Standing in front of the counter at Jamaicaway Catering & Restaurant in the Nashville Farmers Market, I was having a hard time narrowing my choices: the curried goat or the jerk chicken? The meat patty or the red snapper? I wanted it all.
The woman next to me in line was mired in a different quandary; she wore a puzzled look as she studied the trays of food. The woman behind the counter flashed an inviting smile and asked how she might help. “Is this food real spicy?” inquired the prospective customer. “It is spiced, but not spicy, except for the jerk chicken,” answered Ouida Bradshaw, the owner of this month-and-a-half-old eatery, the newest offering in the Farmers Market’s global buffet.
Bradshaw was born in Jamaica and came to America when she was 12 years old. When her previously stay-at-home mom got a job, she taught herself to cook so that dinner would be ready when her mother came home from work. For 19 years, Bradshaw was a schoolteacher in Massachusetts before moving to Williamson County four years ago. A year later, she left education to start a catering business out of Franklin, cooking Jamaican specialties for corporate functions, celebrations and family gatherings. “I had it in my head for four years to have my own place,” she says. “This space came open, and it just felt right. The other tenants here are so nice; everyone helps each other. You have many choices at the Farmers Market, and I am happy to offer one more.”
Indeed, Jamaicaway sits directly across from El Burrito Mexicano, Joe’s Barbecue & Fish and a gyro stand; it’s catty-corner from Swett’s and around the corner from Parco Cafe. The name of the business, Bradshaw explains, describes the style of cooking: It’s not totally Jamaican, as ingredients can be hard to come by here, but it is the Jamaican way.
I had some of the most delicious meals I have ever tasted while on vacation in Negril, Jamaica, about 15 years ago. Save for one trip to a sit-down restaurant up on the cliffs, we got all our food from small places on the beach. For breakfast, it was fresh fruit and coconut milk; for lunch, it was some type of patty or ackee, a tropical fruit cooked with peppers and onions. During the day, we’d watch young Jamaican men hauling in nets filled with the fish and shellfish that would be our dinner later that evening. It would be impossible to repeat my Jamaican experience here in landlocked Tennessee, but Bradshaw’s restaurant brought a smile to my face and a wash of memories, particularly as I dug into the salt fish and ackee plate.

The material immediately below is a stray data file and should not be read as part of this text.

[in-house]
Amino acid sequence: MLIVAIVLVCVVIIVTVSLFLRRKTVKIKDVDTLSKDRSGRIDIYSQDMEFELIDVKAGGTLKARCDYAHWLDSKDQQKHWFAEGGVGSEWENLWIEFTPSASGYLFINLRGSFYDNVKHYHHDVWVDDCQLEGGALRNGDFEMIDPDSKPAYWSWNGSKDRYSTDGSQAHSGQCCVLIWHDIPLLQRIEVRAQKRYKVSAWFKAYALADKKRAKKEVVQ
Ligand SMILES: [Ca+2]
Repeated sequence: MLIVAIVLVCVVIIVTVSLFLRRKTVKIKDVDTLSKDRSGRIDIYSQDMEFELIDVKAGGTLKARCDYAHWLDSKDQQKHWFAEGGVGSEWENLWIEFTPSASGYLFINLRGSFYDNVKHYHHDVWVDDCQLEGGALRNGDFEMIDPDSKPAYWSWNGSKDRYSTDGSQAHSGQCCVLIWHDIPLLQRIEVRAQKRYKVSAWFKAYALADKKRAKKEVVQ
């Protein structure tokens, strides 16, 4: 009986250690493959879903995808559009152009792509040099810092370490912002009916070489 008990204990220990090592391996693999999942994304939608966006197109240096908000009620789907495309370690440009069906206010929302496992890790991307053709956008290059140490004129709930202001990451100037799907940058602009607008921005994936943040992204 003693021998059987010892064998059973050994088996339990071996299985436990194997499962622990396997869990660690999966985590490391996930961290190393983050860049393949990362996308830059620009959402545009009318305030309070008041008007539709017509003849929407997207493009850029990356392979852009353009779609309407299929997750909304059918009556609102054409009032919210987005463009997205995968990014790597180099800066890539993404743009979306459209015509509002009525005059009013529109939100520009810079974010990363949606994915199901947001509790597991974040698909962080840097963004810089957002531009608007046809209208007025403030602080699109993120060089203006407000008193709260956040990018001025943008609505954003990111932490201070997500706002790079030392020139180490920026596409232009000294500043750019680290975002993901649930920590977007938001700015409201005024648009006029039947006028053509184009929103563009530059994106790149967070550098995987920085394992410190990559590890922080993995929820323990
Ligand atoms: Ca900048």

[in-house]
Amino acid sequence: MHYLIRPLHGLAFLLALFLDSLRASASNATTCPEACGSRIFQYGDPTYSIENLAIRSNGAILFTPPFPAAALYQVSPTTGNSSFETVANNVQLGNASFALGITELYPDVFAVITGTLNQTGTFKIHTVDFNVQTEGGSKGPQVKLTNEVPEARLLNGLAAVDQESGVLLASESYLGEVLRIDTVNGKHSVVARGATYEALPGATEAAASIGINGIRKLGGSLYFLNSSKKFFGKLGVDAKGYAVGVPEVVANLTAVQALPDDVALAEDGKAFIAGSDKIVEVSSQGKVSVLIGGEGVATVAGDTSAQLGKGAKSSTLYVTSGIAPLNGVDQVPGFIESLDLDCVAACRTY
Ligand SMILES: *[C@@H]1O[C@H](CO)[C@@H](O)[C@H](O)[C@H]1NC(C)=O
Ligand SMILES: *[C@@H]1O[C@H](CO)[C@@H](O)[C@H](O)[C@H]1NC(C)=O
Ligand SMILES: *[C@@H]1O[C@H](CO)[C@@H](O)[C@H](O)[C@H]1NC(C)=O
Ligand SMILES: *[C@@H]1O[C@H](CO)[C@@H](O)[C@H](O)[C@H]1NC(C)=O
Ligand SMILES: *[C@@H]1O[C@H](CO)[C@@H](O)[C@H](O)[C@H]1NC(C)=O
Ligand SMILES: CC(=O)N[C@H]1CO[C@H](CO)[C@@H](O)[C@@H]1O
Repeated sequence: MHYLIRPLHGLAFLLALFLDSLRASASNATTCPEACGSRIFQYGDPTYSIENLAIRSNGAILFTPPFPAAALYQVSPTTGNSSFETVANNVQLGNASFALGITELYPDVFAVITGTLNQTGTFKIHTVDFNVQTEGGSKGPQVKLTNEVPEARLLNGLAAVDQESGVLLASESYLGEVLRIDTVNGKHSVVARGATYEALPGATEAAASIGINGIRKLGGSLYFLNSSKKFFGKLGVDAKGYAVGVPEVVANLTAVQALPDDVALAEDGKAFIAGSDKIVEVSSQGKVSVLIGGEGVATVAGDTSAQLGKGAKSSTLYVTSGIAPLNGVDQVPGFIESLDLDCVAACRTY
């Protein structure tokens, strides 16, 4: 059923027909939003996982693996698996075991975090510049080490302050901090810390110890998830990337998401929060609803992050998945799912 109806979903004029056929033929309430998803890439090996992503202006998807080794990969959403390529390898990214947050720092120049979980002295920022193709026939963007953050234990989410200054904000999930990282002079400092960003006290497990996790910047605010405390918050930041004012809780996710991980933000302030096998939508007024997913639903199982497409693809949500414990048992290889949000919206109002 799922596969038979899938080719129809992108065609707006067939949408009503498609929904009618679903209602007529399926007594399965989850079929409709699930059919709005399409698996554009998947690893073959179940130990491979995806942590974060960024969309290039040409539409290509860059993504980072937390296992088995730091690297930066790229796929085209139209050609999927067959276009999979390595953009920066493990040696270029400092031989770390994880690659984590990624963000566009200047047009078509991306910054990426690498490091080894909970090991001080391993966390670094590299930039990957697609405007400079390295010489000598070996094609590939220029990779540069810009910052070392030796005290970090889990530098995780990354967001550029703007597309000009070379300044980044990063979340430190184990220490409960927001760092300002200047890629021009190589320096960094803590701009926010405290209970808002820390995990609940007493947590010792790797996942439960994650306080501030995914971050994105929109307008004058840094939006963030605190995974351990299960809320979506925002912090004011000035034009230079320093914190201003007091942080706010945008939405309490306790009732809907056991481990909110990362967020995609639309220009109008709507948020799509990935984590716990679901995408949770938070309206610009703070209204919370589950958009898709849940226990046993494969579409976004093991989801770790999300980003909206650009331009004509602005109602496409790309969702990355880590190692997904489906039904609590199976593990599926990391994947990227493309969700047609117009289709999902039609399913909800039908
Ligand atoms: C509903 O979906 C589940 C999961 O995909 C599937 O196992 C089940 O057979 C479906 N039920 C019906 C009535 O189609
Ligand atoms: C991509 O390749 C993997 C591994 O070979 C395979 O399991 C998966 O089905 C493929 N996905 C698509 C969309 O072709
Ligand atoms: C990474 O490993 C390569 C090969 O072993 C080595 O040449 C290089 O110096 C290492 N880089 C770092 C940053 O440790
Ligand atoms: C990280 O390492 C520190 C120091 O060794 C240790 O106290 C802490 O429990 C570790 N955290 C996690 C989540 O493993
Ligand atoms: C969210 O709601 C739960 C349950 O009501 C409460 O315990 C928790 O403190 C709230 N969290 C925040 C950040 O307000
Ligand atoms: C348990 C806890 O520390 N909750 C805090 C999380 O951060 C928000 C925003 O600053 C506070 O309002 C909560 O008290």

Ackee was brought from West Africa to Jamaica by Captain Bligh in 1793. (Bradshaw gets hers shipped from Atlanta.) When fully ripe, it bursts open to reveal a soft, creamy white flesh pocked with large black seeds. When chopped and cooked, the meat of the fruit turns yellow, and the result is something that looks and tastes like scrambled eggs. Salt fish and ackee is pretty much the national dish of Jamaica; the saltiness of the dried fishusually codbalances the mild flavor of the ackee.
The patties are small turnovers of light dough wrapped around different fillings, then fried. The currieschicken, goat, mutton and oxtail, usuallyare highly seasoned, but not as spicy as some Indian or Thai curries. The flavor of the meat, particularly the goat, is central to these hearty stews, which are best ordered with Bradshaw’s yellow rice; the color comes not from saffron, but from the butternut squash puree she adds to the basmati rice. The “jerk” in jerk chicken refers to the style of cooking, which involves rubbing meat with a hot spice mix of Scotch bonnet peppers, onion and garlic before pit barbecuing or rotisserie cooking. Bradshaw offers two versions, mild and authentic; the latter is quite spicy, but not tongue-scorching.
All dishes come with your choice of two sides. Along with the yellow rice, Jamaicaway serves rice and peas, a sautéed vegetable mix, and other vegetables, including green beans and cabbage.
Bradshaw makes and bottles her own mango/guava/passion fruit juice; she also serves sorrel, a tangy, sweet beverage commonly found in many Caribbean eateries. A small dish of cut fruit in thick, amaretto-flavored whipped cream is a sweet dream of a dessert.